The implementation of the IR35 legislation in the United Kingdom has brought significant changes to the landscape of contract work, particularly for those operating through intermediaries such as personal service companies (PSCs).
IR35 aims to tackle tax avoidance by determining the employment status of individuals providing services to clients, and one crucial aspect of the legislation is the concept of “gaps” between contracts.
In this article, we will discuss what IR35 is and its implications in contracts with employees, what the issue is when it comes to gaps between contracts and what you should pay attention to when changing hiring practices.
IR35 is a tax legislation introduced to combat tax avoidance by individuals who provide services to clients through an intermediary. The purpose of IR35 is to determine whether a worker is truly self-employed or should be considered an employee of a company for tax purposes.
The legislation is specifically targeted at individuals who work like employees but use intermediaries to reduce their tax liabilities. Under IR35, these people should follow similar rules as other employees and pay the appropriate taxes and contributions.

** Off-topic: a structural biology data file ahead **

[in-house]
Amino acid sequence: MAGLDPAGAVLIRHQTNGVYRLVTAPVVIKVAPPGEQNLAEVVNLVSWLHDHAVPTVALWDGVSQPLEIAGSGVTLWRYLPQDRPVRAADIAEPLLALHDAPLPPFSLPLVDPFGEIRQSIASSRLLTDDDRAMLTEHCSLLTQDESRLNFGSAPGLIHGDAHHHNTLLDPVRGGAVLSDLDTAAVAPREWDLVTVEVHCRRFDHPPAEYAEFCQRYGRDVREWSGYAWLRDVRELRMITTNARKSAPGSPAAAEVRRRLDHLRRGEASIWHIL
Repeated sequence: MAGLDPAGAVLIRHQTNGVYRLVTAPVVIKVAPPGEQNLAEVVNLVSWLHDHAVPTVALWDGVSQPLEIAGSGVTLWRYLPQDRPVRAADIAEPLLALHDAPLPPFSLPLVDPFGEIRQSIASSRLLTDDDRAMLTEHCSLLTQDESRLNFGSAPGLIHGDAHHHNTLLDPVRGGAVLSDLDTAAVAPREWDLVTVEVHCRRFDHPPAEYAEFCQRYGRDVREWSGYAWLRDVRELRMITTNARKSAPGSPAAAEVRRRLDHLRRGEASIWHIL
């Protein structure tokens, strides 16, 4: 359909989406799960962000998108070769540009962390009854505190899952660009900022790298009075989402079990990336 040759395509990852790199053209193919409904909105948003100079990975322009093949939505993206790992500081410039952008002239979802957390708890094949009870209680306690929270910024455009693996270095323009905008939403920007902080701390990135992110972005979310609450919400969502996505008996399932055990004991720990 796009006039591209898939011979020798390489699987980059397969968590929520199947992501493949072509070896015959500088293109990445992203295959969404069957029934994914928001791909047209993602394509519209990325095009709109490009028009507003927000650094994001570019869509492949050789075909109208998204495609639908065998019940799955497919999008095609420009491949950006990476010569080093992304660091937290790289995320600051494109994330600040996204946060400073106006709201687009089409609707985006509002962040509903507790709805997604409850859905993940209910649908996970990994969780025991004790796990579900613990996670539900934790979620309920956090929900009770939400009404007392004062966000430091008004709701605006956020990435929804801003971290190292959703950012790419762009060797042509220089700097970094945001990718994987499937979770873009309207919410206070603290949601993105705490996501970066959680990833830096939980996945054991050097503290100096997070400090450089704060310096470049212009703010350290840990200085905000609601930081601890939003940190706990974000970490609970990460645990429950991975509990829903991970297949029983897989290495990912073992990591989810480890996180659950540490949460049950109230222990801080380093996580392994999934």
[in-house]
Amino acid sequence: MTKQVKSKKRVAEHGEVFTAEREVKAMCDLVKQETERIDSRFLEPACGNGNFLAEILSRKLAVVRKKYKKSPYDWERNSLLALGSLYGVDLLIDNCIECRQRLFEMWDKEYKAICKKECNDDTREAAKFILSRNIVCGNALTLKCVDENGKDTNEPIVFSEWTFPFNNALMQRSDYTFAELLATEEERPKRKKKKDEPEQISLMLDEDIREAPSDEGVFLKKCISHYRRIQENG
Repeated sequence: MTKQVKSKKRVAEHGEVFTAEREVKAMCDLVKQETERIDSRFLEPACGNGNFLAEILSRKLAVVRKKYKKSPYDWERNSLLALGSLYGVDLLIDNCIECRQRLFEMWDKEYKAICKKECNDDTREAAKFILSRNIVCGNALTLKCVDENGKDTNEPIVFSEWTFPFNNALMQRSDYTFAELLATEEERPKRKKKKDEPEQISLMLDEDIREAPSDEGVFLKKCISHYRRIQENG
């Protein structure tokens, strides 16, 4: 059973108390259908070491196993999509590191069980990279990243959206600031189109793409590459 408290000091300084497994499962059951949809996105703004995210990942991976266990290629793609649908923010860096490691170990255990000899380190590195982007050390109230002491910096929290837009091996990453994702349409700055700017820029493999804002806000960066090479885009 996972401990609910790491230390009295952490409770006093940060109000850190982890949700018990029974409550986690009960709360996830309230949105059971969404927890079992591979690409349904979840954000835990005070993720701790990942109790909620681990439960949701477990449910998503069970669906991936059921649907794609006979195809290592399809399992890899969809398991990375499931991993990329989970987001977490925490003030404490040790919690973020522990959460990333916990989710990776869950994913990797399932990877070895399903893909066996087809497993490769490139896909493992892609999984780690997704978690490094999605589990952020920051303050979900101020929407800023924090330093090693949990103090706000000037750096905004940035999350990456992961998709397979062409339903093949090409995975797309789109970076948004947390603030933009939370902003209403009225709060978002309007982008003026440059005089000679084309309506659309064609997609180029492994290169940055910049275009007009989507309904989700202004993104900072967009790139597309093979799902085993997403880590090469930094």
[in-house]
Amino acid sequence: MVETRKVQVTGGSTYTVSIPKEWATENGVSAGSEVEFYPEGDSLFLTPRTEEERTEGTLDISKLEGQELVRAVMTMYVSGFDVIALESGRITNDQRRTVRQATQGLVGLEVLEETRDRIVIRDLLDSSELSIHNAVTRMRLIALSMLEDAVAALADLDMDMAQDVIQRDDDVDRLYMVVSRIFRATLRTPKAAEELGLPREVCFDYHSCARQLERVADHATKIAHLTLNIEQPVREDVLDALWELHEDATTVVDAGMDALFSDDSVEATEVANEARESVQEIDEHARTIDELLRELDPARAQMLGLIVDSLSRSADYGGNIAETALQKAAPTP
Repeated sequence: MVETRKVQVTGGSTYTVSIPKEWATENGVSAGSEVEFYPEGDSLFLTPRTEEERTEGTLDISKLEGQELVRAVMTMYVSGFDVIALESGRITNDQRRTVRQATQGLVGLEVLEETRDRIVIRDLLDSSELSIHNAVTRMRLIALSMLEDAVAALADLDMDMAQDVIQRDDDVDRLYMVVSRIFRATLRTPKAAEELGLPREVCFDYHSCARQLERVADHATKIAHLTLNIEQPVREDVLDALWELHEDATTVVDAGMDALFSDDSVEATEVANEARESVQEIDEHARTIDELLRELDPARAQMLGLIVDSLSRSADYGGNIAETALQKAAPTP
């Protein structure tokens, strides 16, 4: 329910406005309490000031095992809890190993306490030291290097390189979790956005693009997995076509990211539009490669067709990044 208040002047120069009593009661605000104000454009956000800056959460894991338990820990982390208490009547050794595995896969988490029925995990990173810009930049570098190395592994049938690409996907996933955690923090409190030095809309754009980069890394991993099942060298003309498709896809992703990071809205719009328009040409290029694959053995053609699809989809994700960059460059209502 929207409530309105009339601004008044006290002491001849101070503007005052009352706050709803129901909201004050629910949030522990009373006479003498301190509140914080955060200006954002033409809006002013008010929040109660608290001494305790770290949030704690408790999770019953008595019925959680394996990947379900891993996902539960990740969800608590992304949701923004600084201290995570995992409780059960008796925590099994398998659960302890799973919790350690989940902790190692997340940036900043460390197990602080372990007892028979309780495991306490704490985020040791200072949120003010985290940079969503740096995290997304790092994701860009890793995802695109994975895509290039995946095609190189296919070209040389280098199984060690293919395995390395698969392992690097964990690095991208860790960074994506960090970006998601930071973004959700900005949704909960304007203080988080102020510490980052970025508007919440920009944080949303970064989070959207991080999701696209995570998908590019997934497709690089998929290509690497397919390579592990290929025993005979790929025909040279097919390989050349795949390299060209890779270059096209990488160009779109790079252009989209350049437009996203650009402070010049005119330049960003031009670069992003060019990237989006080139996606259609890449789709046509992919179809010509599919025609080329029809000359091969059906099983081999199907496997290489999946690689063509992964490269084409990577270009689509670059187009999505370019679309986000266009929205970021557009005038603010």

A worker is considered an employee if they were engaged directly by the client. Under IR35, these employees are subject to income tax taxation. On the other hand, if a worker is genuinely self-employed and responsible for their own tax arrangements, they will be deemed to be “outside IR35”.
The worker’s status under IR35 depends on the level of control the client has over the worker, the worker’s ability to provide a substitute, and the presence of other factors that might indicate an employment relationship. You can learn more about what the HMRC considers off-payroll working here.
The issue with gaps between contracts under IR35
In the context of IR35, gaps refer to the periods of time during which a contractor does not have an active contract or engagement with a client. In these intervals, contractors are not providing services or generating income.
Gaps can be relevant as they may impact the assessment of employment status. If they are frequent or significant, they can raise questions about the nature of the engagement.
Contractors should aim to manage their contracts and engagements in a way that minimises gaps, demonstrating a genuine business-to-business relationship.
Can a two-week gap beat IR35?